Since Deep Blue, more and more systems have been made that test the artificial intelligence algorithms in chess to see if they can beat grandmasters. Deep Fritz is still a reference in this field, and today we can even find robots that can play quick games against chess grandmasters. This shows how games can have an effect on the field of artificial intelligence.

Spacewar! and the spirit of the hackers at MIT

In the 1960s, the first commercial computers started to be sold. They quickly became the most valuable pieces of equipment at places like MIT. In 1960, MIT got a PDP-1 computer. Many students who were also interested in technology used it to work on their own projects, which fed the so-called “hacker spirit” of MIT.

In 1961, Steve “Slug” Russell, Martin “Shag” Graetz, and Wayne Wiitanen, none of whom were MIT students, learned about the PDP-1 computer and how it had been used to do trigonometric calculations. Based on this code, the three of them decided to spend 200 hours making a game with two spaceships that were affected by the gravity of a nearby star and had to both fire and turn with the force of their engines.

This is how Spacewar! came to be. It was finished in 1962 and became the base for many other fans and the first hackers at MIT to work on and make it better. The code was available to anyone who wanted it, and in the end, it would go beyond MIT. Other research centers would also make changes and improvements to the game.

Because of how much this game changed hacker culture and the industry at the time, Digital Equipment, the company that made the PDP-1, made Spacewar! a standard part of all new PDP-1 computers and later models like the PDP-10 and PDP-11.

Gesture control

Leap Motion is part of a new generation of devices that let us control our computers without a mouse. We just make gestures in the air to do this.

There are more and more research projects and commercial products that try to get us closer to gesture control and make it easier for us to use everyday systems. Video games have also had a big impact on this technology. We don’t have to look very far because devices like the Wiimote and Kinect are great examples (the name of the control controller of the Nintendo Wii console).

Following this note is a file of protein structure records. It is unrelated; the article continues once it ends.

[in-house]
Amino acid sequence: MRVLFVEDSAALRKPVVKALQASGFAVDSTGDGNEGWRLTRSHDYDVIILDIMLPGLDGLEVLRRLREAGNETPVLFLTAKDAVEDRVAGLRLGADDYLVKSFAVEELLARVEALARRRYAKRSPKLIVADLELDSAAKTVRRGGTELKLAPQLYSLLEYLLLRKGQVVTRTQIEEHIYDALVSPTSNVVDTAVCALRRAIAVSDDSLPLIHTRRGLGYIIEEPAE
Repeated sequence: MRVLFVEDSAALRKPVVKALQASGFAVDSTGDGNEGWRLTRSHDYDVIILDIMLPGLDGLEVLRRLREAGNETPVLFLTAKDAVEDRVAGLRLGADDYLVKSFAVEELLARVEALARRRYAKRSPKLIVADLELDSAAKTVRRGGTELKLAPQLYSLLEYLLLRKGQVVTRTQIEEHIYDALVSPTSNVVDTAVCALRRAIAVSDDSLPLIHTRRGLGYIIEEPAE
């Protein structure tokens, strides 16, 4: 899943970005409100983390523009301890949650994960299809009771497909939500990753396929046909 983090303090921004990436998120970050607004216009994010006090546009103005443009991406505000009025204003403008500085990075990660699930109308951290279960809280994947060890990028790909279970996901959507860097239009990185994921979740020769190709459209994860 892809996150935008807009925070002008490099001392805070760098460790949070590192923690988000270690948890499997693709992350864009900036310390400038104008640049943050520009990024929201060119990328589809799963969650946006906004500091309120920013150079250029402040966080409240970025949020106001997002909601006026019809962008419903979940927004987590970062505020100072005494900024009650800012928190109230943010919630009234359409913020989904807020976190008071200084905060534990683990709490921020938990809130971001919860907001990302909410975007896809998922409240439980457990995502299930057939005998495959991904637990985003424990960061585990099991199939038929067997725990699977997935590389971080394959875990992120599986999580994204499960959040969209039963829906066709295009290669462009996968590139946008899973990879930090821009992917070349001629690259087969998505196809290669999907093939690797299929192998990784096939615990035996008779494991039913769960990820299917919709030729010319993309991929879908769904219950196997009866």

Both the Wiimote and the Kinect have changed the way we play video games, but the Kinect may have had the biggest impact because it has gone beyond the world of video games and is now used in many research projects and commercial systems for gesture control and artificial vision.

3D graphics

The first 3D graphics came out in the 1960s and were used in simulations. However, video games have also had a big impact on this technology.

Maze War was one of the first 3D video games. It was also the first first-person shooter ever made. This game was made by Steve Colley in 1973 for the Imlac PDS-1 computer. It became very popular because its code was open source and could be used on the Xerox Alto (and the Xerox Star) or the first Macs. This first 3D game is especially interesting because its creator, Steve Colley, later worked with NASA to make the Mars Exploration Rover and its 3D representation system.

Other games that used 3D graphics for the first time were Tailgunner (1979), Battlezone (1980), Indianapolis 500 (1989), Hard Drivin’ (1989), and Alpha Waves (1990). However, I, Atari Robot (1983), which was the first game ever to use graphics with three-dimensional polygons, was probably one of the most important.

Video games have not only made 3D graphics and virtual reality more accessible to the general public, but they have also been a driving force behind the development of ever more powerful hardware. In the golden age of cartridge consoles, games like Nintendo’s Star Fox had a coprocessor called the “mythical Super FX chip” that gave the console more graphic power. At the end of the 1990s, gamers saved for a long time to buy a graphics card for their PC that was made by the now-defunct 3dfx company so they could get the most out of the graphics in games at the time.

The graphics capabilities of our mobile devices are getting better and better. For example, tablets have graphics chips that let us play games with 3D graphics and a lot of detail. In the desktop market, when a new processor or graphics chip comes out, games that are optimized for it come out at the same time. This is just one more way to show that video game companies and hardware companies are on the same path.